What to Know About Pest Control at Multifamily Rental Properties | Resident First Focus

In some areas, the rental market can be so competitive that renters are willing to overlook an apartment’s faults. Leaky faucets, outdated fixtures, and overgrown yards haven’t stopped people from signing a lease on the dotted line.

However, the ‘creepy crawlies,’ like bed bugs (remember 2016’s national outbreak) and roach infestations appear to be where people draw the line – and who can blame them? Pest issues can become contentious. It’s common for property managers to blame the tenant for keeping the unit in an untidy condition. Residents tend to blame the property owner, often citing pre-existing conditions.

Pointing fingers won’t get you anywhere, except perhaps embattled in a pricy lawsuit. Which begs the question—what is the responsibility of landlords and property managers when it comes to pest control at multifamily rental properties?

Answer: It depends.

In some instances, the renter may be held responsible if it can be determined that the actions of the resident caused the pest infestation, such as leaving food out that attracts mice or hoarding conditions.

Lease agreements may also, specify that the tenant is required to maintain both inside the unit and the outside premises (e.g., in the case of a single-family home), in which case the tenant may be expected to pay for routine pest control and maintenance.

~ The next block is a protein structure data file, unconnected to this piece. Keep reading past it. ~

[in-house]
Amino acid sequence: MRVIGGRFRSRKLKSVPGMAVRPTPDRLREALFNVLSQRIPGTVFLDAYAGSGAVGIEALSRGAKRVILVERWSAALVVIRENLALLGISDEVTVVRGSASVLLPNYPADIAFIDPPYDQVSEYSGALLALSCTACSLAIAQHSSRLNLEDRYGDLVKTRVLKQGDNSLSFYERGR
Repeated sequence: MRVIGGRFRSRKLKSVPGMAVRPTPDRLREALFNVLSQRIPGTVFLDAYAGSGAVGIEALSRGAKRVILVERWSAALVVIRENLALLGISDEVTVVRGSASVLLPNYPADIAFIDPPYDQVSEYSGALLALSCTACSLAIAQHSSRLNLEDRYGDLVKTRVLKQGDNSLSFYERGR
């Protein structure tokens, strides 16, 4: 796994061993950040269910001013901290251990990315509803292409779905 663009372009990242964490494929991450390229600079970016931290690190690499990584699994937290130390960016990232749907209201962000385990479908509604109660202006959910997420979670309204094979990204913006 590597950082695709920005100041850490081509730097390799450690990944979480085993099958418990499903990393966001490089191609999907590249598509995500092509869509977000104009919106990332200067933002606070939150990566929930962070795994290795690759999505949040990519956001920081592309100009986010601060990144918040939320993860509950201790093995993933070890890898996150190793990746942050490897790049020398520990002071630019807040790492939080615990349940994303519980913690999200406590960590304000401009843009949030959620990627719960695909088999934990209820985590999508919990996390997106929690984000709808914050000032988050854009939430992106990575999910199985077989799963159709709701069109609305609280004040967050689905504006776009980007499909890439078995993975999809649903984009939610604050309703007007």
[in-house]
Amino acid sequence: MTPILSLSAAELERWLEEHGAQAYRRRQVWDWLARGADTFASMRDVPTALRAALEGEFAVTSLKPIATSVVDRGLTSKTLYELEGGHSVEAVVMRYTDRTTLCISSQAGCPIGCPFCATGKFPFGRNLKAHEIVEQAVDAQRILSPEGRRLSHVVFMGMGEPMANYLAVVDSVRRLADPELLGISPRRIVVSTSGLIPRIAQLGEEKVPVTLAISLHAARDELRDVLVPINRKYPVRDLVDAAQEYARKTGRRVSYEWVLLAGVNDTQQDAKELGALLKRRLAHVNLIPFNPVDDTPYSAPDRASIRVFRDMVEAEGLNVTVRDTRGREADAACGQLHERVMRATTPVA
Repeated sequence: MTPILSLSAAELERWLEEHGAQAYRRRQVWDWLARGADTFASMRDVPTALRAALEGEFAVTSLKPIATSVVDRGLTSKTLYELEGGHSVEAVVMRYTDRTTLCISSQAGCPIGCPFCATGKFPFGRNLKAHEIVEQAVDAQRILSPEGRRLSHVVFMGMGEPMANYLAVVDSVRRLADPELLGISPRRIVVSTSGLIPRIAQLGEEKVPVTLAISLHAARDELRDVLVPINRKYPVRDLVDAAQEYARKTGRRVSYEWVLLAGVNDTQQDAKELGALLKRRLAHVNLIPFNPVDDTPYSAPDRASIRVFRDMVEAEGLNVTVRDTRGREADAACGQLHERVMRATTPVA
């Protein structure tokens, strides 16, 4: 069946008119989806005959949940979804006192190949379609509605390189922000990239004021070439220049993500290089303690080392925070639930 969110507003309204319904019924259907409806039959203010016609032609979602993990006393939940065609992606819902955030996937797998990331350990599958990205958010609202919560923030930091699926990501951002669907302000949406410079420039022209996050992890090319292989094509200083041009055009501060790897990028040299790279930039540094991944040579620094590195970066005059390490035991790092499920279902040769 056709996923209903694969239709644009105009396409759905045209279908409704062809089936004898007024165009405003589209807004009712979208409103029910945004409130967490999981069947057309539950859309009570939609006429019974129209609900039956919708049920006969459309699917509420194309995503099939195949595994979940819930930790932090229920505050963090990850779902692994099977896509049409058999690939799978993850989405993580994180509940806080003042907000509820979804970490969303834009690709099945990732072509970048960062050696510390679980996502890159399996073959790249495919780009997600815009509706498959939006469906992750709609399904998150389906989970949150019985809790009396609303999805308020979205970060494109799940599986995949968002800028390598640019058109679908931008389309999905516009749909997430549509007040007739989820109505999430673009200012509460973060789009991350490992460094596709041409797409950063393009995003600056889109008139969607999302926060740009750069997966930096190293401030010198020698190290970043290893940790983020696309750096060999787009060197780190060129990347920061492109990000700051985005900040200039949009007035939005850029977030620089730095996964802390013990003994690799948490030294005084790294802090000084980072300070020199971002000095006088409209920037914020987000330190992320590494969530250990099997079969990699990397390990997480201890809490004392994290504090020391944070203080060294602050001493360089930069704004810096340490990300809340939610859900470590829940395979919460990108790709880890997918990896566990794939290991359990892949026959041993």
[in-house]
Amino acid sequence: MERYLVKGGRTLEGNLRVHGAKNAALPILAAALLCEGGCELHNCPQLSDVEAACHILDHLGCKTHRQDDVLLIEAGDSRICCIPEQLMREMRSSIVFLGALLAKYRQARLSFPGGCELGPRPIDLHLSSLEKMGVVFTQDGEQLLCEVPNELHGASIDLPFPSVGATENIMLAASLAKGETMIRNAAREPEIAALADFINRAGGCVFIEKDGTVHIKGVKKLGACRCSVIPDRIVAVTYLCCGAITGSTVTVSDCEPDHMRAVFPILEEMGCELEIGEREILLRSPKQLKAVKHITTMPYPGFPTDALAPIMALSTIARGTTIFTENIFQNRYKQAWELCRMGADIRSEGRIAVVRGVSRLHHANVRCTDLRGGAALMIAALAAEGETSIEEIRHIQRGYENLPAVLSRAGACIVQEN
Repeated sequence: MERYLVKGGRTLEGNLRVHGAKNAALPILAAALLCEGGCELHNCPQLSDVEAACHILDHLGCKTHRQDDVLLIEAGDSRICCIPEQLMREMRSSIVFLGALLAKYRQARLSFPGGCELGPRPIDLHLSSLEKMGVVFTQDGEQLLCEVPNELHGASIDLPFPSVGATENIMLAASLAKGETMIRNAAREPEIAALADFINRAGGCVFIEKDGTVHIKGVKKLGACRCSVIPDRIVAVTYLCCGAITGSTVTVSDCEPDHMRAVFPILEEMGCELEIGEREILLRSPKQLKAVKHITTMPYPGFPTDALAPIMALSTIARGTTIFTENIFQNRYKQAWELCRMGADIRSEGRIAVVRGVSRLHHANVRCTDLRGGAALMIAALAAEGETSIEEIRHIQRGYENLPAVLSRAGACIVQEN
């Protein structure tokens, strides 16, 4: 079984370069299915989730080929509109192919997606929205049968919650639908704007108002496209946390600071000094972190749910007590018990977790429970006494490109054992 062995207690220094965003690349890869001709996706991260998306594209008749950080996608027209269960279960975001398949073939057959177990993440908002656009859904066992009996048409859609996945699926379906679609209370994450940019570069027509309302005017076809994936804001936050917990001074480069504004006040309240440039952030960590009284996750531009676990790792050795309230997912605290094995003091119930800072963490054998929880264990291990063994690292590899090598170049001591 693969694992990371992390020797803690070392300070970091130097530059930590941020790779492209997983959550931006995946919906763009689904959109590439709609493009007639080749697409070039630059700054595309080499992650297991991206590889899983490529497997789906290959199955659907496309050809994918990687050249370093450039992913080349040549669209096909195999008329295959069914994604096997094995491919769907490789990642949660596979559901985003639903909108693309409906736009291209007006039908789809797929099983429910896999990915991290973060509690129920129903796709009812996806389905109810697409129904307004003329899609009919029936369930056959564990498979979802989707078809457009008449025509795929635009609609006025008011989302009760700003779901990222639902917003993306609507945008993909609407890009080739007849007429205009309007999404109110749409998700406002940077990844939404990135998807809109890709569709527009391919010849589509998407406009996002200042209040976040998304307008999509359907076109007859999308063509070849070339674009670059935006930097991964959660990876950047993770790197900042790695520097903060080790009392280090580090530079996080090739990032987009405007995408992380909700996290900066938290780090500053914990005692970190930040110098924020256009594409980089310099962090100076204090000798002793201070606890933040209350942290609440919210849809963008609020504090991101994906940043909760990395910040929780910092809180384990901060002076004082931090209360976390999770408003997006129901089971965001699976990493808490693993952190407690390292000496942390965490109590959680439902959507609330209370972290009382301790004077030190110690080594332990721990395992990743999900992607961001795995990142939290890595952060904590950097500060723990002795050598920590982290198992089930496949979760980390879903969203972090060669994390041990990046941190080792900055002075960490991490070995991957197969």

Otherwise, the property owner or manager should be expected to deal with unwelcome critters. Most states have a ruled called the “implied warranty of habitability,” explains Janet Portman, an attorney, and co-author of Every Tenant’s Legal Guide. “This requires the landlord to offer and maintain pest-free rentals.”

If a landlord or property manager fails to address the problem, most state laws allow tenants to pay for pest control out of pocket and then deduct those costs from their rent. “In some states, you can also withhold your rent or treat the failure of the landlord as justification for breaking the lease and moving out without [paying] the rest of the rent,” suggests Portman. Renters have many legal rights―learn them, and how to protect them! 

 Aside from the legal obligations, landlords and property managers should also consider the following:

·      Rental property is an investment. Dealing with pest, mold, or other infestations is vital to the long-term structural health of your property and therefore, your investment! Termites are particularly damaging and can wreak havoc on the roof, in walls, and on weight-bearing support beams. If termites are not dealt with proactively, they can destroy your property from the inside out.

·      Pest infestations can disturb cash flow. Unhappy tenants will only stick around for so long and may withhold rent in the meantime. Pest control is a small upfront cost to keep tenants in place and reduce turnover.

·      Compromise is key. If you believe the tenants are responsible for the infestation, consider splitting the cost of pest control. This is a way to acknowledge responsibility but require the tenants to accept ownership of the conditions as well.  Furthermore, this serves as a reminder to tenants to keep the unit clean and tidy in order to avoid the costs of the cleanup in the future. A long those same lines, some owners cover the cost of exterior pest control but require tenants to pay for interior pest control.

Pest control disputes can be tricky because usually by the time they arise, there’s already a problem that needs to be dealt with and should be done so immediately. Save future headaches – and pricy lawsuits – by assigning pest control responsibility in terms of your lease agreement. When all else fails, err on the side of protecting your investment by protecting it from unwanted intruders. Dealing with the root causes of pest control is a small price to pay in the long run.